What You'll Need:

  • Styrofoam ball, size depending on how big you want the ball, at least 5", if you're using silk flowers
  • Green Oasis ball, if using real flowers
  • Glue
  • Silk or real flowers
  • Toothpicks, if using silk flowers
  • Floral glue, if using real flowers
  • 1 1/2" to 2" wide ribbon
  • Corsage pins

How to Make a Kissing Ball:

  • Using two corsage pins, attach a 2-3 foot length of ribbon to your ball. Just overlap the two ends of the ribbon and stick the two pins through the ribbon and straight into the ball. That is what your kissing ball will hang from, so make it long enough for the look you're trying to achieve.
  • Then, if you are using silk flowers, pull them off the stems. You will be left with flower heads and a base with a small hole in it.
  • Glue a toothpick into each hole and start sticking them in the ball after these have dried. You need to make them as close together as possible so that no ball will show through.
  • Continue until the whole ball is covered.
  • For real flowers, soak the oasis ball in the water, preferably overnight.
  • Take your flower stems and cut them at an angle of about three inches long. If it's a flower with sturdy stems, you can insert them directly into the ball. If not, you may have to wire them onto the florist's picks.
  • Start sticking the flowers around the ball in a line until you're all the way around the ball.
  • Then start a line intersecting that line and go all around the ball. You will be left with four quarters.
  • Now fill in each quarter tightly with flowers until you don't see any of the balls.
  • Mist the balls with a floral preservative and refrigerate them until they're ready to use.
The finished product

The finished product


DIYweddingplanner (author) from South Carolina, USA on March 02, 2012:

Sunbun, sorry it's taken so long for me to answer, but I've been trying to look for a picture I had of the rain gutters and can't find anywhere! I think they filled with potting soil and planted flowers, can't remember now, but I'll keep searching.

sunbun143 from Los Angeles, CA on February 29, 2012:

I have a mentioned using white rain gutters filled with flowers as aisle decoration...have you done this before? If so, do you have any pictures that I could see? Great idea if it looks nice and not so much like rain gutters! Rain gutters, for a long 10-ft section, are only 6 bucks apiece. Those big metal planter buckets are so expensive in comparison.

DIYweddingplanner (author) from South Carolina, USA on February 29, 2012:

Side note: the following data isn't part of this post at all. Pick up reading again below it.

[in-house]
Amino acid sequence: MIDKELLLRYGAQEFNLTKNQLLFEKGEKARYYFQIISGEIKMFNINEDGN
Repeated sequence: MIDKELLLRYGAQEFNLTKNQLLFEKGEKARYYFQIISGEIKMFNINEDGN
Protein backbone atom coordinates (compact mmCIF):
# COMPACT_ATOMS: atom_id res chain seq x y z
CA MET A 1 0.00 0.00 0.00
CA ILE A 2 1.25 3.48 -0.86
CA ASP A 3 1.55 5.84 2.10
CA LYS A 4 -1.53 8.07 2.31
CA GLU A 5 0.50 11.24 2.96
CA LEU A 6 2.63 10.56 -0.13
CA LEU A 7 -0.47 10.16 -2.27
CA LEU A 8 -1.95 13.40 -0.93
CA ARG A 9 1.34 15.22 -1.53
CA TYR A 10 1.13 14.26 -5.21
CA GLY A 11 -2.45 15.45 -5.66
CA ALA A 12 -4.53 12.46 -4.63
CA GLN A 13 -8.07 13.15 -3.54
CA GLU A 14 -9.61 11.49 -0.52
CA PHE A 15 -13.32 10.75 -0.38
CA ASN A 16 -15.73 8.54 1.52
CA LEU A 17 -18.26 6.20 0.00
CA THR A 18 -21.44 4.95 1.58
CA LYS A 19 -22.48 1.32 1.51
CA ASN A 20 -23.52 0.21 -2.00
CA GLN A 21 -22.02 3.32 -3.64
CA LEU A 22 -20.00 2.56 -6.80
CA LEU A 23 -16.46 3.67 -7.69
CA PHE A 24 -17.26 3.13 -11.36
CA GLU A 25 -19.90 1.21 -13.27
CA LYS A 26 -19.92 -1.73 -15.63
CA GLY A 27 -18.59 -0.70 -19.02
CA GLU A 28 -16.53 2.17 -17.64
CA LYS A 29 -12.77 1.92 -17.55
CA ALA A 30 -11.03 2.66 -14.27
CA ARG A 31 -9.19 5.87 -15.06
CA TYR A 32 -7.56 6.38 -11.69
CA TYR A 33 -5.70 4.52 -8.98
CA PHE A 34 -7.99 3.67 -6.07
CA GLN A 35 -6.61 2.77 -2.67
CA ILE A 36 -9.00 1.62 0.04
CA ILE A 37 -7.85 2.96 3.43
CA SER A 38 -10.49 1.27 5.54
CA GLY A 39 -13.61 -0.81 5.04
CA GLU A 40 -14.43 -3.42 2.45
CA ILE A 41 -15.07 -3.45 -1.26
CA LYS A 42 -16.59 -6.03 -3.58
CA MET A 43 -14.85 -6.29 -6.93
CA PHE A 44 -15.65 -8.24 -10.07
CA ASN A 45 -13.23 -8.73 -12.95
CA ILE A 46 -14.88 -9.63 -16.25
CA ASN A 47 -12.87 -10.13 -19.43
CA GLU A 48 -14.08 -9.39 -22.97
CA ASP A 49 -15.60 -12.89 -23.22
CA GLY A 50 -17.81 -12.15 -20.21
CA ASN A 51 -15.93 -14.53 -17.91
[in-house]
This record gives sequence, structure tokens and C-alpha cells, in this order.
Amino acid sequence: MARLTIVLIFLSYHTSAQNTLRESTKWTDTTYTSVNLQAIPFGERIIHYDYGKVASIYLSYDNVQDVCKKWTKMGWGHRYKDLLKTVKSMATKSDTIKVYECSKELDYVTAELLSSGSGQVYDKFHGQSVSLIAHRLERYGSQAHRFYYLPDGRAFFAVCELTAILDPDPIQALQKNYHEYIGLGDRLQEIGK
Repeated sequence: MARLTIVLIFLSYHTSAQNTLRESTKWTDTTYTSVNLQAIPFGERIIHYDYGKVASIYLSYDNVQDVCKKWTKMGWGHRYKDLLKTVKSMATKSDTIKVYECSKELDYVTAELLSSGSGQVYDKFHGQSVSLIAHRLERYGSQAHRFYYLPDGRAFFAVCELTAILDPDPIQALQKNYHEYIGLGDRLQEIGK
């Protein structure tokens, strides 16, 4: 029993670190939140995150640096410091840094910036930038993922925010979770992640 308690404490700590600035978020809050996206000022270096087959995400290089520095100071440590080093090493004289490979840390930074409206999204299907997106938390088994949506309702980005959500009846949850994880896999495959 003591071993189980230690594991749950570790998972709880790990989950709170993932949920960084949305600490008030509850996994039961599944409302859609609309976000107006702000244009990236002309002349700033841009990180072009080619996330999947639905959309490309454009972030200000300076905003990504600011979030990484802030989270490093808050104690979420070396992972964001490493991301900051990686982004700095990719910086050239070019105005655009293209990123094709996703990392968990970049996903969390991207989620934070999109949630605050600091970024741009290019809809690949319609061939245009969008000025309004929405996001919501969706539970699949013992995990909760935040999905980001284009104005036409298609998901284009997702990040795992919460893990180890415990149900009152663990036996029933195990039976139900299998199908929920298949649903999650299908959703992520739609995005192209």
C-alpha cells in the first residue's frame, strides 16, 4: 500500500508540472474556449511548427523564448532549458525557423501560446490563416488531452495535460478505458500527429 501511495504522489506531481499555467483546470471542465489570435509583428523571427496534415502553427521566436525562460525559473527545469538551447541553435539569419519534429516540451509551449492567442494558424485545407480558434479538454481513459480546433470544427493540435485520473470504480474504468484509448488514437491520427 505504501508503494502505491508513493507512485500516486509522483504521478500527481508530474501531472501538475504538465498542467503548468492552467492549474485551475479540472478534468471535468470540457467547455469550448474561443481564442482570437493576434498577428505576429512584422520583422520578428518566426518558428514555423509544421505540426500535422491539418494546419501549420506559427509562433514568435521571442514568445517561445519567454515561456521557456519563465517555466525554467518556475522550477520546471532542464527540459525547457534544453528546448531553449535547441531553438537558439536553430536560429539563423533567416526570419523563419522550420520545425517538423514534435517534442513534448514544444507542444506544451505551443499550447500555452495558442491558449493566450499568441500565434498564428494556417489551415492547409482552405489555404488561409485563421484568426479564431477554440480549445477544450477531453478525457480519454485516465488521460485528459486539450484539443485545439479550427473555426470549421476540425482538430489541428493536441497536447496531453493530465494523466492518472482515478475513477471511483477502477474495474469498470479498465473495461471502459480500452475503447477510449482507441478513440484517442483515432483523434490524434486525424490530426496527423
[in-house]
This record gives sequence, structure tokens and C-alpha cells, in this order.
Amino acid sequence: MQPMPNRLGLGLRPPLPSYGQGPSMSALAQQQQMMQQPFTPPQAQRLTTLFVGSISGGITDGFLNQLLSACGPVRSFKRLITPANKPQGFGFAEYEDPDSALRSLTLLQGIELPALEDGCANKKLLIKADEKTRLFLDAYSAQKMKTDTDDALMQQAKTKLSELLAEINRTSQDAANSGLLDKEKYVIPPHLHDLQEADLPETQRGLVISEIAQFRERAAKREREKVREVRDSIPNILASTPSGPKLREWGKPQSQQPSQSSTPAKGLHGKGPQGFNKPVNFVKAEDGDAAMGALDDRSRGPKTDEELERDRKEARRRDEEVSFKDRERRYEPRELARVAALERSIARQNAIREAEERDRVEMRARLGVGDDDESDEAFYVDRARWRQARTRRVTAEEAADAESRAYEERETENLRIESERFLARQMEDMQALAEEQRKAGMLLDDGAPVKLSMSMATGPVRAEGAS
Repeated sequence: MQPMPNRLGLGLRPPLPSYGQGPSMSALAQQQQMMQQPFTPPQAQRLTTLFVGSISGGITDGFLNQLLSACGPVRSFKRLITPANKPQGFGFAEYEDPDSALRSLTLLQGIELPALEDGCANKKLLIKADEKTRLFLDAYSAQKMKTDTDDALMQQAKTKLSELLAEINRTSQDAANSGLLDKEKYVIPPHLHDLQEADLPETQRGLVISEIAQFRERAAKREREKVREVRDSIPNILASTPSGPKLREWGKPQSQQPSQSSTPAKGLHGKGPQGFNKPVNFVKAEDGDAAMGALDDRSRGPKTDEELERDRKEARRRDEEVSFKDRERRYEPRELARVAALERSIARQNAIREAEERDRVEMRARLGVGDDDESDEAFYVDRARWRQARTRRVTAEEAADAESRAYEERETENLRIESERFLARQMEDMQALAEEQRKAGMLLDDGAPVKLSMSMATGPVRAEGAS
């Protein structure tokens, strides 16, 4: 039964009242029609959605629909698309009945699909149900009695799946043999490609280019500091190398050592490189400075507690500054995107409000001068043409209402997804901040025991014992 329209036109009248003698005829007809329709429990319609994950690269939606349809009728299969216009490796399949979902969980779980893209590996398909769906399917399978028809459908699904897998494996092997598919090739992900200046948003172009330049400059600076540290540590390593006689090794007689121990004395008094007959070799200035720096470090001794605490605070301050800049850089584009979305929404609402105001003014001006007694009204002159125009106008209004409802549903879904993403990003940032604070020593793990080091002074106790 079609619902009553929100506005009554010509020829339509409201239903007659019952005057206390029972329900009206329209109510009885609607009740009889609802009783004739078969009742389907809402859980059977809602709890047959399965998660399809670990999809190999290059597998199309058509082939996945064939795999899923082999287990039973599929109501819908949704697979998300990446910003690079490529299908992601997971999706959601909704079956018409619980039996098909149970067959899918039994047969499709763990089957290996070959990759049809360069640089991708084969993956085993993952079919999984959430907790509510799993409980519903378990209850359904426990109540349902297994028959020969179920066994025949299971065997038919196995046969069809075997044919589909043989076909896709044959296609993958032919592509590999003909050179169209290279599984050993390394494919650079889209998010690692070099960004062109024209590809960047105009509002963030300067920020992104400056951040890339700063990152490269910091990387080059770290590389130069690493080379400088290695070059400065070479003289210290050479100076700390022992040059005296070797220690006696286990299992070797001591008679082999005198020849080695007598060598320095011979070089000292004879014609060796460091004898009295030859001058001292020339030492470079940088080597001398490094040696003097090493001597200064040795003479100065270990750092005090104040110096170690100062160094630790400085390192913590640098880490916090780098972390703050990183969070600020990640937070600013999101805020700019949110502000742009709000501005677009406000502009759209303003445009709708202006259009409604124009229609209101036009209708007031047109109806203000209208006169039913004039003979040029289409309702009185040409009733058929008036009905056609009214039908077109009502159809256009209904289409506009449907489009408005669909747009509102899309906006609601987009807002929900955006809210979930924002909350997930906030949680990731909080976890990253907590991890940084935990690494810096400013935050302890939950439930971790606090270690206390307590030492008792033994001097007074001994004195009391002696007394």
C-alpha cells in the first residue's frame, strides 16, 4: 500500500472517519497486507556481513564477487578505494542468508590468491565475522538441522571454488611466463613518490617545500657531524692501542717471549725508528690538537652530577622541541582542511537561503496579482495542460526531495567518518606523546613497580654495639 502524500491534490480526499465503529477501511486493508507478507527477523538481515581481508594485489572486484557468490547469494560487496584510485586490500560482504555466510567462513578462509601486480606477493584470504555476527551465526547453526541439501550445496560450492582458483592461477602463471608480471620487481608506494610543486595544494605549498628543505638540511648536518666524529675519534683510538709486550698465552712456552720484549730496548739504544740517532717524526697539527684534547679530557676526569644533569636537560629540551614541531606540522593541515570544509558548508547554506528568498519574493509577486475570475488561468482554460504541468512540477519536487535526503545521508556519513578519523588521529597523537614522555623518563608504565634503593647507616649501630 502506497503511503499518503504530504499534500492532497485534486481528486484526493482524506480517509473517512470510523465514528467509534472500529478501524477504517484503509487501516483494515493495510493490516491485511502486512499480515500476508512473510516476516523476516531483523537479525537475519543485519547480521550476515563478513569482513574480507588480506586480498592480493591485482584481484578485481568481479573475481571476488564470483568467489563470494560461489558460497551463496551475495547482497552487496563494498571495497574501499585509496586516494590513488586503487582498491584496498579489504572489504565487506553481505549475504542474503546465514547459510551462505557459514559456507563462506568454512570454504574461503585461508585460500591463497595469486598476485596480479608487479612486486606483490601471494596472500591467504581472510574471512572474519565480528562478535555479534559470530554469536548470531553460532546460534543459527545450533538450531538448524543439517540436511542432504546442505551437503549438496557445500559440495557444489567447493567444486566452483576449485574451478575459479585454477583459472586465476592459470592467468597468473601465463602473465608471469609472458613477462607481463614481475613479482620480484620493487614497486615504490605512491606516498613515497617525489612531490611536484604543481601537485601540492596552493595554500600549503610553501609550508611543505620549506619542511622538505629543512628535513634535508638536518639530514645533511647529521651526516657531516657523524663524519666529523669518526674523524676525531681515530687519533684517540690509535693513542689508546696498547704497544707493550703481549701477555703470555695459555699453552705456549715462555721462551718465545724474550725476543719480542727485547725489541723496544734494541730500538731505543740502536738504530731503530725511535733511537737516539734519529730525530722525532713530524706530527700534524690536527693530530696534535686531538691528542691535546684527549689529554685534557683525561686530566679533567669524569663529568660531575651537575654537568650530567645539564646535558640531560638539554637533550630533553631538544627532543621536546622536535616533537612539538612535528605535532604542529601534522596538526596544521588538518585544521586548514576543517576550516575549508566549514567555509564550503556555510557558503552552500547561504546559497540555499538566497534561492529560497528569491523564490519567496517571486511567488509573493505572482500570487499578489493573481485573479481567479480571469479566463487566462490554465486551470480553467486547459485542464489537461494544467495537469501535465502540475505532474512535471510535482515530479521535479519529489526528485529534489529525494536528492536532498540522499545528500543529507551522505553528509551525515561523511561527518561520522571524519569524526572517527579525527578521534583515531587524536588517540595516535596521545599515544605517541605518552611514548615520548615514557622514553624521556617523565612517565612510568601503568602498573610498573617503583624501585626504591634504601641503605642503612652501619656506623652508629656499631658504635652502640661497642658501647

I'll take a look and see what I can find, but I'm a big fan if Michael's and their coupons and know I've seen them there from time to time. If I find a good source, I'll let you know.

Shevy on February 28, 2012:

Awesome ideas! I have my wedding soon approaching in Sept. I was wondering where is the cheapest site or place to purchase the sap buckets? - Charleston,South Carolina

sunbun143 from Los Angeles, CA on February 24, 2012:

Thanks for the compliment and for following! I've done those Martha Stewart tissue puffs for various occasions this past year and they always turn out easy and festive. The bride wants to do tissue paper dahlias as favors (also an MS idea) so the puffs should tie in nicely...I've got to call her (the bride, not Martha..hehe)! :) I'm so happy to help them DIY things because I love weddings, starting with my own that I was very involved in planning...I'll be sure to check out your other hubs for some more great advice. Thanks so much!

DIYweddingplanner (author) from South Carolina, USA on February 24, 2012:

He's one lucky guy if you're helping with his wedding, Sunbun. Your wedding was beautiful and I learned so much about your culture I didn't know.

The tissue paper puffs are much less expesnive to do than real or silk flowers and are really pretty. Plus, you can tissue paper in so many different colors now. You need to google the pic of Carrie Underwood's wedding. She got married under a HUGE kissing ball! It was really pretty, but all I could think was wow, that's a lot of flowers...and money!

Thanks for reading, Sunbun!

sunbun143 from Los Angeles, CA on February 24, 2012:

Great ideas! I am helping my bro-in-law and his bride plan their wedding (this spring!), and we are doing all the flowers ourselves. You've inspired me to suggest doing tissue paper puffs on shephard's hooks to line the aisle. The more we can make ahead of time, the better. I also like the silk flower kissing ball idea...maybe we can hang one from the gazebo ceiling. Perfect! Thank you!